What is the ADE phenomenon and why is it not related to the SARS-CoV-2 vaccine?

ADE makes the antibodies of our immune system turn against it, even worsening the disease


At an online conference organised by Autonomous University of Querétaro (Mexico), a women identified as Karina Acevedo, an immunologist and researcher, claims that the vaccines developed against SARS-CoV-1 caused the death of laboratory animals on which the antibody-dependent amplification of the infection were tested (a phenomenon known as ADE) and that there are no proofs that injections against SARS-CoV-2 are safe in this sense. This is FALSE. Although it is true that some experimental vaccines against SARS (that were never used in humans) cause this adverse effect of the immune system in some laboratory animals, for the moment no confirmed cases of ADE are known for humans and animals since vaccines against SARS-CoV-2 started to be developed.

"11 independent animal studies with vaccines against SARS-CoV-1 had found evidence of immunopathology, regardless of the vaccine type, when animals were exposed to the virus months later. All of them died due to a very severe liver inflammation. Their conclusion was that ADE can also occur with vaccines against SARS-CoV-2, but no clinical data are available yet".

ADE is a rather paradoxical phenomenon: it makes the antibodies of our immune system, which are supposed to fight infections in the body, to turn against it, even worsening the disease. It is as if the immune system suddenly betrayed us. Explained in a scientific manner, ADE occurs “when the antibodies generated against the first virus —for instance, dengue serotype 1— are not able of neutralising the virus causing the second infection —for instance, dengue serotype 2—, but upon attaching to it they worsen the outcome of the infection”, explains Adelaida Sarukhan, immunologist and scientific writer at the Barcelona Institute for Global Health (ISGlobal, in Catalan) to Verficiat, who insists in that “sufficient clinical data are available to deny this assertment” from Acevedo.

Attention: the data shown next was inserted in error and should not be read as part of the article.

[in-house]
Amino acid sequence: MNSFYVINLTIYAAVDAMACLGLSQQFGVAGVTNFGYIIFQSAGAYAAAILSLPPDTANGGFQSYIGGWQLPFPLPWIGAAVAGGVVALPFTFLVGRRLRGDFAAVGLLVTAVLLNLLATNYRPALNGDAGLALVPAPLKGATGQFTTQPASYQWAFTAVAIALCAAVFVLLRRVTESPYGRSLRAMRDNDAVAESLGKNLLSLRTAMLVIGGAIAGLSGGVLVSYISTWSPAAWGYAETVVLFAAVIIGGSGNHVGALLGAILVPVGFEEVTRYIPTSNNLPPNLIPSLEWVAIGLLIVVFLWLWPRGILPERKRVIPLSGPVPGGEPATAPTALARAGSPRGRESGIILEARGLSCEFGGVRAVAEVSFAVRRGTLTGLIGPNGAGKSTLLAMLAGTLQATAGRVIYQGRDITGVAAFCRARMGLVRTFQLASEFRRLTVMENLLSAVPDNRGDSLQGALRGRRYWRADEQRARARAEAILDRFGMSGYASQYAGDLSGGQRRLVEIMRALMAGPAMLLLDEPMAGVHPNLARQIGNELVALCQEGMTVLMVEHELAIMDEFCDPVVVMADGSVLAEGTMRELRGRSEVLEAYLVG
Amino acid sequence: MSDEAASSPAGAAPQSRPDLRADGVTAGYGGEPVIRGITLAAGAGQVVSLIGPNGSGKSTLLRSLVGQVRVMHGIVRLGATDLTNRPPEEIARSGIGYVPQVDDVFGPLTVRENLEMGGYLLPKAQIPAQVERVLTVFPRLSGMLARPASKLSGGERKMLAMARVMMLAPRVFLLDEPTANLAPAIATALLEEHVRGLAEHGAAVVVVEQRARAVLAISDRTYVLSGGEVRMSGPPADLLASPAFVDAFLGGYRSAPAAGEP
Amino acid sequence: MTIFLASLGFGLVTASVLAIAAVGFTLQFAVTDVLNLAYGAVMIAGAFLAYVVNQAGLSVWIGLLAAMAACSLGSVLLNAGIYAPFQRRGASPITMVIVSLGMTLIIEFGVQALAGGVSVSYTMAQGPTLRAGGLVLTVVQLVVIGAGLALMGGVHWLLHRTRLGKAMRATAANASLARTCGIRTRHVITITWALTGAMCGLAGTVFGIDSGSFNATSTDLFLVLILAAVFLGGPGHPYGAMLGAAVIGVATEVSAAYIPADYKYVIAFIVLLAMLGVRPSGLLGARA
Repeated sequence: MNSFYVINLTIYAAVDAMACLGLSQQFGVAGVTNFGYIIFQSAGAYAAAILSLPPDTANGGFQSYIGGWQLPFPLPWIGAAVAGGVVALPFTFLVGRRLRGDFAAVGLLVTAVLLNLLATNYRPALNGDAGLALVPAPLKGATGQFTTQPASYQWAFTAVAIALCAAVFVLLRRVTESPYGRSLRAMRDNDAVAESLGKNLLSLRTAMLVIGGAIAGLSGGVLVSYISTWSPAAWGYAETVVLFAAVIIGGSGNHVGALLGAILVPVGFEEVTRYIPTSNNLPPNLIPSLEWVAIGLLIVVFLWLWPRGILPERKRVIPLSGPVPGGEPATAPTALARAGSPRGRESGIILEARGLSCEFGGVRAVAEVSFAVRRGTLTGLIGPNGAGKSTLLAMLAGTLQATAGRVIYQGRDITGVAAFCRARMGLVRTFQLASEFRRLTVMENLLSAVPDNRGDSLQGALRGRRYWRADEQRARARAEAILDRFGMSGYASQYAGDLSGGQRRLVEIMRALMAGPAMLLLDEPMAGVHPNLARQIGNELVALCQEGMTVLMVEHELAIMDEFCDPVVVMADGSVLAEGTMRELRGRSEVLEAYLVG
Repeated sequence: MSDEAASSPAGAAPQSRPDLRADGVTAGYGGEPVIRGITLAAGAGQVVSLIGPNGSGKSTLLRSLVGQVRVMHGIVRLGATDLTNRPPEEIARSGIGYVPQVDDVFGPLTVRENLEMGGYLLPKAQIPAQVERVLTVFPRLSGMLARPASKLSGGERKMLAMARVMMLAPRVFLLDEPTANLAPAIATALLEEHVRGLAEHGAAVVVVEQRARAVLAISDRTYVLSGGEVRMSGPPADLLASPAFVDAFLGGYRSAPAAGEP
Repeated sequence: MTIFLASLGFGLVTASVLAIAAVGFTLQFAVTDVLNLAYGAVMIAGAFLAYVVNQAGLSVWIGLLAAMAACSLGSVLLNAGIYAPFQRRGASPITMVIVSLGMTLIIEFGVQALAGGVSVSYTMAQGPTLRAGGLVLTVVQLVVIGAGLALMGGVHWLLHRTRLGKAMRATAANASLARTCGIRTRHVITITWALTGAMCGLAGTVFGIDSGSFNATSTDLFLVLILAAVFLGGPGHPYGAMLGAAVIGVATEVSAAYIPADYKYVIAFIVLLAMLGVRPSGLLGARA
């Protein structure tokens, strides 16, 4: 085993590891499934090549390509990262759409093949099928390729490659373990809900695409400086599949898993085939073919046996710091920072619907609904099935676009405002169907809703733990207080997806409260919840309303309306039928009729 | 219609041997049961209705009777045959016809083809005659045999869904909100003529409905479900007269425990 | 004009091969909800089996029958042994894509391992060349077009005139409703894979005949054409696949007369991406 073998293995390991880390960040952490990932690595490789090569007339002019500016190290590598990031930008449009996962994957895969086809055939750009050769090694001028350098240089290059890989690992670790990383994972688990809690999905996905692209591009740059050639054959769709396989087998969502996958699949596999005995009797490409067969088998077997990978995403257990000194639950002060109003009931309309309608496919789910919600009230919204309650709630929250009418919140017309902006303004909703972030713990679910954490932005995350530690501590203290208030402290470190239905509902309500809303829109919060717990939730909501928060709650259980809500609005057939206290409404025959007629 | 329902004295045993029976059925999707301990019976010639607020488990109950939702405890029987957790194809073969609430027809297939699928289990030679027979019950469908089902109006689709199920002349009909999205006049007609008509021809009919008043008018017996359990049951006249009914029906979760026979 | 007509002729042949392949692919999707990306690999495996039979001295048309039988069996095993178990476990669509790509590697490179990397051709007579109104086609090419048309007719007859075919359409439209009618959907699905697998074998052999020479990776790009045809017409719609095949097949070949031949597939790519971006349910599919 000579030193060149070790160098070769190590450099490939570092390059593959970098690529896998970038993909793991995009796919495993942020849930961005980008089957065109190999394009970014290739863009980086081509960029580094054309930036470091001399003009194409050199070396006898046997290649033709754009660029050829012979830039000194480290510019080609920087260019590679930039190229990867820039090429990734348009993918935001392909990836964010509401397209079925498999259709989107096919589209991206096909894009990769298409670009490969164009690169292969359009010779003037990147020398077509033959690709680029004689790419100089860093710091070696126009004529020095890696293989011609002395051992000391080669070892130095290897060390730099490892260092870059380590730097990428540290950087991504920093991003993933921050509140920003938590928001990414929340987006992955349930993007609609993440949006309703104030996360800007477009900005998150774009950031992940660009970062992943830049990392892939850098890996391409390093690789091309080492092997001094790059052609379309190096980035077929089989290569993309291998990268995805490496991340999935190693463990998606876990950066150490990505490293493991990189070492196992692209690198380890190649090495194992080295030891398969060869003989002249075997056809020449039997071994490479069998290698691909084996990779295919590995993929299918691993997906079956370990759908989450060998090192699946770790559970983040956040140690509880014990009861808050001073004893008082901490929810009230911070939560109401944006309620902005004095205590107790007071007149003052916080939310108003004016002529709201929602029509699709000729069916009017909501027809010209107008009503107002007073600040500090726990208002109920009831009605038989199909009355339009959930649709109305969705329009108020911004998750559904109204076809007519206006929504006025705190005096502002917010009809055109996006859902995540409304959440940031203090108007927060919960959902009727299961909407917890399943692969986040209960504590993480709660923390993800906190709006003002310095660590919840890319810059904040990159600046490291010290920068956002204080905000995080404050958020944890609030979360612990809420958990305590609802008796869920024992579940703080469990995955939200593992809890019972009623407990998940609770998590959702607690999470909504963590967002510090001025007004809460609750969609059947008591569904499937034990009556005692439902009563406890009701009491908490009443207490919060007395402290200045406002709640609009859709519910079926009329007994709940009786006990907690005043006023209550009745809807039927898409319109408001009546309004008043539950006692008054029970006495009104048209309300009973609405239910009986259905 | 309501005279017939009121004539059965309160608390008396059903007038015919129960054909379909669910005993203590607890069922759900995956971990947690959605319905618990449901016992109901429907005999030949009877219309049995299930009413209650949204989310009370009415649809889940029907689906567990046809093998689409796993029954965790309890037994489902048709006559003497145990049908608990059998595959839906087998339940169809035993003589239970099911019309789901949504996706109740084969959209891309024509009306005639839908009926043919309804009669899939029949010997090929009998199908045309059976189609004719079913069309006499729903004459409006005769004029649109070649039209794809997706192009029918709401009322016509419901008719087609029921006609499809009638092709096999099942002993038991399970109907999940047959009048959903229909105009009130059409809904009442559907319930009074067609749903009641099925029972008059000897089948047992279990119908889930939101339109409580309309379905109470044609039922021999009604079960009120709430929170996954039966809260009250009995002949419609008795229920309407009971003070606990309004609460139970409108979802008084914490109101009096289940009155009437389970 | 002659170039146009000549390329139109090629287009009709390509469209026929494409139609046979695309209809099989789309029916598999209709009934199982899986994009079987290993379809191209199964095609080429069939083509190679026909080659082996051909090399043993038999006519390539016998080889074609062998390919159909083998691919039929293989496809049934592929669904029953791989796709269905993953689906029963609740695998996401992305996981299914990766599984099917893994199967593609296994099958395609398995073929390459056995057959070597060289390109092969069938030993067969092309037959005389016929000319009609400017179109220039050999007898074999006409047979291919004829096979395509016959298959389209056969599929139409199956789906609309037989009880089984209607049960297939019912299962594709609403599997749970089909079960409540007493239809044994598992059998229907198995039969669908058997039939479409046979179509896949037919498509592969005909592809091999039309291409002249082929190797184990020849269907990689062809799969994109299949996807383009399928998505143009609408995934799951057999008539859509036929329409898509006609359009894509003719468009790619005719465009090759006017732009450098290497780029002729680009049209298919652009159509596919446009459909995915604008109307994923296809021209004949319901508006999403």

The ADE phenomenon has previously been observed with other viruses such as dengue or the respiratory syncytial virus. During the research phase of vaccines against SARS-CoV-1, a coronavirus that emerged in China in 2003 and eventually spread in about 30 countries, it also happened that laboratory animals that were given some experimental vials died due to this phenomenon.

This has not been the case for SARS-CoV-2 vaccines. “On the contrary, clinical trials and large-scale vaccination —hundreds of millions of vaccinated people all over the world— clearly indicate that vaccines protect very effectively against severe disease forms, even in people infected with the new variants”, indicates Sarukhan.

The previous experience with SARS-CoV-1

Acevedo mentions during her presentation a meeting that took place on 12-13 March 2020 where, in the face of SARS-CoV-2 spread, experts in immunology and vaccinology presented previous experience with vaccines against the previous coronavirus, which had caused the risk of ADE in some animals.

The reason scientists considered it a risk of covid-19 vaccines stems from the fact that is was already seen with a candidate SARS vaccine tested in animals —but not in all, as Acevedo assures—: “Instead of protecting, the vaccine worsened the disease in some of the vaccinated animals”, describes the expert. The reason, in part, seemed to be “the antigen used for the vaccine, the N protein instead of the S protein, which is the one used in the case of SARS-CoV-2”.

All covid-19 vaccines use the S protein. This previous experience with SARS-CoV-1 served as a precedent regarding which antigen should be used in the development of these new injections. Even so, Sarukhan concludes, “any signs of ADE in vaccinated animals were closely surveyed”.